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Ellen Pence: Her Contributions to Domestic Violence

Updated on May 24, 2017

Who was Ellen Pence?

Ellen Pence was instrumental in institutional change work, and questioned why the state took no responsibility for ensuring the safety of battered women from their violent partners.

Pence worked for over thirty years to end domestic violence (DV) among women and children.

She sought answers and accountability from many people in positions of authority (e.g., judges, prosecutors, politicians, officers, etc.) for their lack of response to physical and sexual abuses toward women within their community.

She co-founded the Duluth Domestic Abuse Intervention Project in Duluth, MN, where she made great contributions to the field of DV.

Working as director of Praxis International, Inc., she innovated research by incorporating community advocacy to improve training and interventions for DV issues.

Pence’s work has caused helping professionals to re-evaluate their practices and restructure the services they provide in the area of DV.

Thank You, Dr. Ellen Pence

Her contributions
Her contributions | Source

Background

Pence was born April 15, 1948, in Minneapolis, Minnesota.

She graduated from St. Scholastica in the city of Duluth with a Bachelor of Arts degree.

Her mother, Audrie Pence, motivated her to be an activist and as a young adult in the 1960s, she became involved in anti-war and civil rights efforts, as well as feminist movements and housing advocacy.

Pence was also active in the battered women’s movement and during the late 1970s she advocated for funding to aid battered women’s shelters in the State of Minnesota.

Then, in the 1980s, Pence linked up with a group of activists and together they organized the Domestic Abuse Intervention Project, otherwise referred to as “Duluth Model”, which was named after the Minnesota city (e.g., Duluth) where it was developed.

This model remains an effective, strategic blueprint for DV issues across the US and UK.

The Duluth Model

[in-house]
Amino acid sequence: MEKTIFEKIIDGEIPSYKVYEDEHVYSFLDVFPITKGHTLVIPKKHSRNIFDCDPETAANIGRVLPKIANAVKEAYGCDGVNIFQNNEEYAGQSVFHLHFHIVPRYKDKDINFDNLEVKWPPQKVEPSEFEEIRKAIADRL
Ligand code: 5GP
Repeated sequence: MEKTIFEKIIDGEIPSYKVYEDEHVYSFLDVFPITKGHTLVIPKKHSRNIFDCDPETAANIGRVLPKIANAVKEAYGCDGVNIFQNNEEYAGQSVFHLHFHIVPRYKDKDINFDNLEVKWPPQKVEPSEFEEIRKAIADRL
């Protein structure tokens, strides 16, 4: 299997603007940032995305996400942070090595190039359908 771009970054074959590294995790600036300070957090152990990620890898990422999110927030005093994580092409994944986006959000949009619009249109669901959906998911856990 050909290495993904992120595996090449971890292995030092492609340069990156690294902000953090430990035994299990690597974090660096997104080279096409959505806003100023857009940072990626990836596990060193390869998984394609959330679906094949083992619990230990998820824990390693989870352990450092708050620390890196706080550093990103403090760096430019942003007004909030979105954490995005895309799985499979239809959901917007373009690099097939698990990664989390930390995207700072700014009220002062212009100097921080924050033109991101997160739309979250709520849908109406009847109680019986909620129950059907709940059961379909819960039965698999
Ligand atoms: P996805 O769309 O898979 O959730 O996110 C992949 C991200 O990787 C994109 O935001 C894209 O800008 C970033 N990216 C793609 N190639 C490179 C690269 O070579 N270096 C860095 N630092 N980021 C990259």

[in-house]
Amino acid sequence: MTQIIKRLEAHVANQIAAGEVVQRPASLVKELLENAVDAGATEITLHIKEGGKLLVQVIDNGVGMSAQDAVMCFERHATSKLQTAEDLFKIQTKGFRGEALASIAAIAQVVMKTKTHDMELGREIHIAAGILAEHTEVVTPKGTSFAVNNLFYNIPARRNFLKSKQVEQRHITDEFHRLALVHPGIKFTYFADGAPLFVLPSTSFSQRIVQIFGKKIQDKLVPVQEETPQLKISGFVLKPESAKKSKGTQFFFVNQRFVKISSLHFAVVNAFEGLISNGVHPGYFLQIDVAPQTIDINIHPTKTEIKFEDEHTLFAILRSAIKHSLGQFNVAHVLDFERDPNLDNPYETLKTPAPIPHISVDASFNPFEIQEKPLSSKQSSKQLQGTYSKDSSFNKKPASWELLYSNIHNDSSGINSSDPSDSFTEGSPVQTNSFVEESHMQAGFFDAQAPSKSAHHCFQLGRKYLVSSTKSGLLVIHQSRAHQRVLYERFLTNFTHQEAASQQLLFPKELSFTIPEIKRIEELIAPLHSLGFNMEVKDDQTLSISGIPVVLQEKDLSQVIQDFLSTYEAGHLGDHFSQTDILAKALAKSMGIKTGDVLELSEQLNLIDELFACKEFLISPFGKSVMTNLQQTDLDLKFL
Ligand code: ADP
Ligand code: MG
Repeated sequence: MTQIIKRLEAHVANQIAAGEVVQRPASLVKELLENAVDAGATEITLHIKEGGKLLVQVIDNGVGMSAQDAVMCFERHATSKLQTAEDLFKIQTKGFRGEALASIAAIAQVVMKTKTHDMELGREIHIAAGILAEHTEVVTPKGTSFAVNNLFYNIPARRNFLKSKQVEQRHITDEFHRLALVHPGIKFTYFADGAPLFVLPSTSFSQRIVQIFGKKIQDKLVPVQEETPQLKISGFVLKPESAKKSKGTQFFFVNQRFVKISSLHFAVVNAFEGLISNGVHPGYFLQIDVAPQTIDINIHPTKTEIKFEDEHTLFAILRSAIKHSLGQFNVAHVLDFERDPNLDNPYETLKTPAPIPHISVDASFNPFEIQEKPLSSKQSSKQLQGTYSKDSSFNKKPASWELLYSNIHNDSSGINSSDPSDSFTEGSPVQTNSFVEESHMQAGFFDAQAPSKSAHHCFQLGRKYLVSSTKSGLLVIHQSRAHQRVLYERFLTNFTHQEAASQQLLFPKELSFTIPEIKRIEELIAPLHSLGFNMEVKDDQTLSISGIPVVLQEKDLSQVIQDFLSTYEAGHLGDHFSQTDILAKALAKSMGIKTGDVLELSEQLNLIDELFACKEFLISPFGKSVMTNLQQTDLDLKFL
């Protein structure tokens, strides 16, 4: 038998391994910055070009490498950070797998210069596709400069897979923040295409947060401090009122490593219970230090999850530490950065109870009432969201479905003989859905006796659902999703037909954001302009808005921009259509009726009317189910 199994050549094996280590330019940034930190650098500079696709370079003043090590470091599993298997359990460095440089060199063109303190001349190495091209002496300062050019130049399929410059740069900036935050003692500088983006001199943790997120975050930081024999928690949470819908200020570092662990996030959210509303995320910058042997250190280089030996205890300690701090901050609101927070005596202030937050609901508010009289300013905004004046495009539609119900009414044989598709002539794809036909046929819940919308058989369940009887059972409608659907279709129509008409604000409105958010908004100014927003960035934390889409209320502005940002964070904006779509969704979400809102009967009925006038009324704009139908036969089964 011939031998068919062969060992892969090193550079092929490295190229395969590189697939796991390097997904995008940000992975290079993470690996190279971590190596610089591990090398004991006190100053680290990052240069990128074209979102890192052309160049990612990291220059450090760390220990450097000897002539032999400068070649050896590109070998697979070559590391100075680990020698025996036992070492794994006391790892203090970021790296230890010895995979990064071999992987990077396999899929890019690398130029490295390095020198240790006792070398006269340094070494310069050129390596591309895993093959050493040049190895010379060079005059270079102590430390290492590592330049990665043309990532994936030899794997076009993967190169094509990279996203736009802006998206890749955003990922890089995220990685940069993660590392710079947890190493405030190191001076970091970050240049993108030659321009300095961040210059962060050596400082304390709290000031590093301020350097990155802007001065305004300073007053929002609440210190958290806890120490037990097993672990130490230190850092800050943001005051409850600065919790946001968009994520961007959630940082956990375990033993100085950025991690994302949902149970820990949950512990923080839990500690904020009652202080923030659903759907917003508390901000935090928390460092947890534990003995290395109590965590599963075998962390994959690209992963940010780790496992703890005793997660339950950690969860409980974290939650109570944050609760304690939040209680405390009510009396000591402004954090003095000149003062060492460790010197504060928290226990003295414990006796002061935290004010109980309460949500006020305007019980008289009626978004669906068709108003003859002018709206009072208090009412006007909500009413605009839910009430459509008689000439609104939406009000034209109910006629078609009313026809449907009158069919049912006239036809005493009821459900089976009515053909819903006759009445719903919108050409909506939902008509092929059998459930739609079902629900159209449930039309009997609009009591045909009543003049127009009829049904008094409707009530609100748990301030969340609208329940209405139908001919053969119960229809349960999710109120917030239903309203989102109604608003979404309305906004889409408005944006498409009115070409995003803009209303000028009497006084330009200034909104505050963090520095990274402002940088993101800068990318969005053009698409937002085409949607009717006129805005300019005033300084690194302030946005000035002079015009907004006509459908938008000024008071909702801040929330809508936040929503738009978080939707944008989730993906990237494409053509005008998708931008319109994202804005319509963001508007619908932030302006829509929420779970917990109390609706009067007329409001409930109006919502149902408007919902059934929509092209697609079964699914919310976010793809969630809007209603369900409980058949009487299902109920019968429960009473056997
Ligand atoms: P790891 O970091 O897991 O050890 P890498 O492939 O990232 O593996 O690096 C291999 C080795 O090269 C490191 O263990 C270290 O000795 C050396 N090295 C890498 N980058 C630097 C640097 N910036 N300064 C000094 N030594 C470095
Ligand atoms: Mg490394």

Power & Control Wheel
Power & Control Wheel | Source

Innovator

6 Tactics Used to Control Women

Emotionally abusive relationships can destroy your self-esteem, lead to depression, and give you a sense of helplessness. Recognising that your situation is abusive is the first step to being free.
Emotionally abusive relationships can destroy your self-esteem, lead to depression, and give you a sense of helplessness. Recognising that your situation is abusive is the first step to being free. | Source

DV Contributions

The Duluth model intends to redirect focus toward interventions.

  • It was designed to stop an offender’s use of violence, rather than attempt to repair their relationship.
  • It uses the state’s power to exercise control over an offender’s behavior via arrests and prosecutions.
  • It monitors the offender’s compliance with conditions of mandated counseling, probation, and restraining orders.
  • It provides the abused victims with supportive services and works to shield their children from DV by determining visitation settings.
  • This model also entices some men to change their behavior, while it identifies others who are defiant and pose threats toward women, as well as the community.

Pence also created the "Power and Control Wheel” with the Duluth program from narratives on women’s experiences with abuse.

This contribution explains the multifaceted collection of tactics that abusers will often use to instill fear and attain control over their partners (e.g., isolation, emotional abuse, stalking, using their children as a weapon, and victim blaming).

The ”Power and Control Wheel” is now used worldwide in DV training by a plethora of helping professionals.

Its narrative format allows clients to respond to vignettes, which helps engage the men in a reflective process.

The Power and Control Wheel and the Duluth Model of DV have proven to be an effective tool for working with clients who are presenting DV issues.

Concurrently, Pence’s work was embedded in gender analysis and in coordinated community response to DV.

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Meeting Facilitation

Ellen at the University of Toronto
Ellen at the University of Toronto

Systemic Glitches and DV

Ellen Pence stressed systemic approaches to DV issues
Ellen Pence stressed systemic approaches to DV issues | Source

Safety & Accountability Audits

Ellen Pence founded Praxis International
Ellen Pence founded Praxis International | Source

Blueprint For Safety: Program

Documents and resources developed for communities adapting, implementing, and sustaining The Blueprint for Safety.
Documents and resources developed for communities adapting, implementing, and sustaining The Blueprint for Safety. | Source

"Duluth Model on Steroids"

This is how Ellen Pence described the Blueprint for Safety, a set of coordinated protocols for city and county agencies responding to misdemeanor and felony assaults.